Syracuse scored less than a minute in, and it was only a precursor for what was to come.Freshman forward Ben King’s tally with 55 seconds gone was followed by three more in the first period and against inexperienced Indiana University of Pennsylvania goalie Austin Moody, SU jumped out to a four-goal advantage after 20 minutes.The Orange (13-7) started early and never looked back in a convincing 9-2 win over Indiana University of Pennsylvania (8-12) on Saturday at Tennity Ice Pavilion.“We wanted to score tonight and we scored,” SU head coach Nick Pierandri said. “We kept them off the board for the most part and limited their shots. I would say it was one of our better efforts of the year.”Moody was seeing time in only his third game of the season, which SU quickly took advantage of. The Orange scored three goals in the first 15 minutes, prompting IUP head coach Cody Krynock to replace him with regular starter Robbie Stock late in the first period.AdvertisementThis is placeholder textThe change in net did nothing to stop SU offensively, though.Seven different players recorded goals against IUP, but junior forward JR LaPointe was the difference-maker. The Orange’s leading scorer added four more to his season total and provided consistent pressure against a soft Crimson Hawk defense.“We went out there and took care of business,” LaPointe said. “Any success I had was a direct reflection of my teammates and I’m just glad we were able to string together a good group of goals today.”On the other end of the ice, SU continued their streak of defensive excellence, keeping its opponent under three goals for the fifth straight game.Senior goalie Austin Lefkowicz faced a minimal challenge from the Crimson Hawks, keeping them scoreless for much of the first two periods. Despite the large scoring gap between the two teams, Pierandri decided to keep his starter in to finish out the game.“The defense definitely helped me out,” Lefkowicz said. “When I’m in the game I feel like I can help the team win.”The Orange face IUP again on Sunday for its final game before winter break, and will look to continue its current five-game win streak.“I think we’ve got to come in and be physical and have the same kind of jump that we did today,” Pierandri said. Comments Facebook Twitter Google+ Published on December 6, 2014 at 6:09 pm
When Glenn Dicterow, concertmaster of the New York Philharmonic, takes his place at the Thornton School of Music in 2014, his colleagues will not be strangers, but old friends.“I go back a long way historically with a lot of the faculty,” Dicterow said. “I’ve known [Midori Goto] since she was a little girl. I’ve known Ralph Kirschbaum since we were teenagers. I’ve known Alice Schoenfeld since I was a child because her sister Eleanor was one of my chamber coaches.”After a two-year search, USC announced Thursday that Dicterow would be the first person to hold the Robert Mann Endowed Chair in Violin and Chamber Music, honoring the founder and first violinist of the Juilliard String Quartet. The move back to Los Angeles will mark the end of what will be a 32-year tenure with the New York Philharmonic.Maestro · Glenn Dicterow, who will join the Thornton faculty in 2014, has taught at Julliard and the Manhattan School of Music. – Photo courtesy of Glenn Dicterow“I will have had almost 40 years of orchestral playing and I’m ready for the next part of my life,” he said. “When I step down from the [New York Philharmonic], I’m not going into any other orchestra.”Dicterow is no stranger to teaching, though. Despite a busy schedule of rehearsing and performing with the orchestra, he has regularly taught violin students at Juilliard and master classes at the Manhattan School of Music.“I just have to fit it in between rehearsals when I have time,” he said.Though the basics of his teaching will not change, he said he expects his students at USC to be different from his current students because Thornton, unlike Juilliard and MSM, is not a traditional conservatory.“The conservatories here are different in the way that they function because the academics are not stressed as much,” he said. “I think what Thornton is trying to do is to make more an intellectual product. They encourage study in history, in philosophy and I think that’s great.”What Dicterow will bring to students’ education is his expertise in performance, which began long before his time with the New York Philharmonic. He and his brother began playing violin when he was 8 years old. But his father, a violinist with the Los Angeles Philharmonic, was not always supportive of his sons’ potential.“My father was actually not encouraging to us because, in those days, he realized how hard it was for a musician to make a living and he wanted something a little bit more secure,” Dicterow said. “I think because both my brother and I showed a pretty significant talent in that area, my mother encouraged us and practiced with us.”Dicterow made his orchestral debut as a soloist with the L.A. Philharmonic at 11 years old, playing Tchaikovsky’s “Violin Concerto in D Major.” He continued learning violin and sometimes attended master classes taught by famed violinist Jascha Heifetz at USC. He also continued performing and decided to attend Juilliard with several more years of solo performance experience in many major orchestras under his belt.“Performance is a part of what you teach and how you come across in front of an audience and how you play — it’s a package,” he said. “It’s interpreting the music and delivering the message that you teach and how you come across in front of an audience and how you play — it’s a package,” he said. “It’s interpreting the music and delivering the message that you want from within and really finding your own voice.”Dicterow’s career also includes time as both associate concertmaster and concertmaster of the L.A. Philharmonic, a guest soloist in many orchestras and international tours and several recordings for films including The Untouchables, Aladdin, Beauty and the Beast and Interview with the Vampire.He will spend the next two years balancing his time between the New York Philharmonic and teaching master classes at USC before returning to Los Angeles to begin teaching full-time in fall 2014.He will make the move with his wife, Karen Dreyfus, a violinist and teacher at MSM, Juilliard and Mannes College, who will also join the Thornton faculty in 2014.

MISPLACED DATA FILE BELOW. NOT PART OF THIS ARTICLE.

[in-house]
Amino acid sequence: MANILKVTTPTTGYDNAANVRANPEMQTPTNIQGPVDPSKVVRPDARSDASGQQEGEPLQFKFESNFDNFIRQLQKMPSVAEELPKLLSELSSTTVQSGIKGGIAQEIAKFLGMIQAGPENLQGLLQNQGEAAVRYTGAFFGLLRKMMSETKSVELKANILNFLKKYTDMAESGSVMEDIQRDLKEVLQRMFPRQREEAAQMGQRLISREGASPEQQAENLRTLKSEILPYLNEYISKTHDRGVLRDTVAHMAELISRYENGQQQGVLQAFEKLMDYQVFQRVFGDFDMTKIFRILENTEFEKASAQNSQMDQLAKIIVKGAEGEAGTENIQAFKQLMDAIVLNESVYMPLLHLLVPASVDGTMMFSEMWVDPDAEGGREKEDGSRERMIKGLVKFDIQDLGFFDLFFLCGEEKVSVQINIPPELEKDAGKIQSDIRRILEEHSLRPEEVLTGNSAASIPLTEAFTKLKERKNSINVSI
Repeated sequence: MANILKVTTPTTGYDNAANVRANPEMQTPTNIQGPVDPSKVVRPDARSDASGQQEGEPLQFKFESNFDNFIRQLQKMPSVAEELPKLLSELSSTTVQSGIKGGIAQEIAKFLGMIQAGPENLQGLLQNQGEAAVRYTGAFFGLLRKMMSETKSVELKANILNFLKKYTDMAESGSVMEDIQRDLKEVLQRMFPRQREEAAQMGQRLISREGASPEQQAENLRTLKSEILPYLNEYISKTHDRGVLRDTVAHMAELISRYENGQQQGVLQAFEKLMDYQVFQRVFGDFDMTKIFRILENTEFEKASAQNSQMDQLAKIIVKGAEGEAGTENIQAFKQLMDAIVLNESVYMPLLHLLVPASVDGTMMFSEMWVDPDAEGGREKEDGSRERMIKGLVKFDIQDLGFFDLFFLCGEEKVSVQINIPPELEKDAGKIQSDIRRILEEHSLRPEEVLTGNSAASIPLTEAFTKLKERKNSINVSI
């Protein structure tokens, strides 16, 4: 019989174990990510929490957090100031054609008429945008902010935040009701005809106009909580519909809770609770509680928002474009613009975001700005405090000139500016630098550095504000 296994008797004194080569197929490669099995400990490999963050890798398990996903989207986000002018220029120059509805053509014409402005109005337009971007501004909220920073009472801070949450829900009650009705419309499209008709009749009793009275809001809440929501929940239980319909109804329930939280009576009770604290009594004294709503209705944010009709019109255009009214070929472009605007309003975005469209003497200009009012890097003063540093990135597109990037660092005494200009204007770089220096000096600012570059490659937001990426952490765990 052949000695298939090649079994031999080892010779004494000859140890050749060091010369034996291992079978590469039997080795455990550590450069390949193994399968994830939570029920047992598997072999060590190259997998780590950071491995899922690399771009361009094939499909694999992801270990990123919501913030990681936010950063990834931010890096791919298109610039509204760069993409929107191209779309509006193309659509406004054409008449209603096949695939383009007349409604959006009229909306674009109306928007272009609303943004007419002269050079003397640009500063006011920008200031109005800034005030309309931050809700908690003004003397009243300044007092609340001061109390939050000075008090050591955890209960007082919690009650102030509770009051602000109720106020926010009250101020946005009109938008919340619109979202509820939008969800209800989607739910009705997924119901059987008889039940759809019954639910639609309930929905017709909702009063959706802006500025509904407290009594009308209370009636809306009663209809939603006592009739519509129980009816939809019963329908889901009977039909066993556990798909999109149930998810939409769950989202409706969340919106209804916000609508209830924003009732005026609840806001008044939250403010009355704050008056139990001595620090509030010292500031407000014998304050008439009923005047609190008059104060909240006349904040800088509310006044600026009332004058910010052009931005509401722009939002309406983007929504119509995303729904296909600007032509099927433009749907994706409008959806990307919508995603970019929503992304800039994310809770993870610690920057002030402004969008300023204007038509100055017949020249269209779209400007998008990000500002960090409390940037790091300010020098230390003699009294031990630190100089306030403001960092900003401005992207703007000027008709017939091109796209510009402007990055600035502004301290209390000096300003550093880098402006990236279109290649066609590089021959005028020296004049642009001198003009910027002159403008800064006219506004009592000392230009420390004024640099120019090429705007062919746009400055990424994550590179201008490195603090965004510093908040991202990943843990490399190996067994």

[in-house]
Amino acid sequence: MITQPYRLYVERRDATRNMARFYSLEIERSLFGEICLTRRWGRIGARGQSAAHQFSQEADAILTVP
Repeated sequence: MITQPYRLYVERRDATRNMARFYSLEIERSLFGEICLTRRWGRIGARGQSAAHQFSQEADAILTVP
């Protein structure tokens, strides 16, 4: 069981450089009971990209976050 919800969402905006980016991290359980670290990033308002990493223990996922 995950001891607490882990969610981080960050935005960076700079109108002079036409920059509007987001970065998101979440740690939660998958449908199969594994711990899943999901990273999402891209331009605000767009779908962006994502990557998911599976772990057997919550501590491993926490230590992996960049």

The 56-52 win against Utah showed that the Trojans can win low-scoring games thanks to their top-tier defense, which ranks third in the conference in blocked shots and top-five in points allowed per game, opposing rebounding totals and opposing field goal percentage. USC will need to continue to win gritty games to boost its resume for the Pac-12 and NCAA tournaments that are fast approaching. The Trojans are at their best when these two start to heat up. The duo combined for 29 points on 70.6% shooting from the field in a 20-point win at Oregon State a couple of weeks ago. Although the Trojans have lost nine straight games in Tucson, the squad is 7-2 away from Galen Center this season and has seemed to be largely unaffected by hostile environments. “We feel very comfortable on the road,” head coach Andy Enfield said after practice Monday, per the Orange County Register. “It’s hard to explain. This team is different than some previous teams. But you can say that if you go into Arizona and you don’t play well, it’s going to be a long night.” For the offense to be at full strength, Okongwu needs to be involved early and often. As teams focus their defensive efforts on stopping him from getting the ball down low, ball movement and outside shooting will be pivotal. Led by elite freshmen such as guards Nico Mannion and Josh Green and forward Zeke Nnaji, the Wildcats play at a high pace, leading the Pac-12 in scoring and coming in at third in 3-point shooting. USC will need a big scoring night from senior guard Jonah Mathews and sophomore guard Elijah Weaver to match that production. USC and Arizona will tip off Thursday at 6 p.m. at McKale Center. Freshman guard Ethan Anderson has continued to showcase his explosiveness through his acrobatic layups and dunks all season. (James Wolfe | Daily Trojan) Freshman forward Onyeka Okongwu will be tested early and will try to stop Nnaji, who leads the Wildcats in scoring, rebounds, blocked shots and field goal percentage. The two have eerily similar stats, with both hovering at around 16.5 points per game on 61% shooting to go along with nine rebounds per game. Nnaji has a few inches on Okongwu, but the Trojan has proved his defensive prowess all season. Expect this matchup to be competitive and one that could heavily alter the course of the game. Coming off a tough home loss against No. 20 Colorado, the USC men’s basketball team, which has won 11 of its last 14, will look to rebound against No. 23 Arizona in Tucson Thursday. The Wildcats will challenge USC defensively after sweeping their two-game Washington road trip against Washington and Washington State. “We’re not going to be able to just get the ball to [Okongwu] in the post,” freshman guard Ethan Anderson said. “No team’s going to just sit there and let that happen. So we’re going to have to [make] five to six passes around, make somebody else attack and they’ll have to leave [Okongwu to defend] a layup and then get it to [Okongwu].” Sophomore guard Elijah Weaver has averaged 11.3 points per game in his last three Pac-12 contests. (James Wolfe | Daily Trojan) Crashing the boards hard will also be pivotal, as USC and Arizona rank first and second respectively in the Pac-12 in rebounds per game. Arizona struggled mightily with rebounding earlier in the season but has since turned it into a strength during conference play. They also scored a combined 18 points on 30.4% shooting from the field in the 21-point loss to Colorado. If they can’t get going Thursday, keeping up with the Wildcats won’t be easy.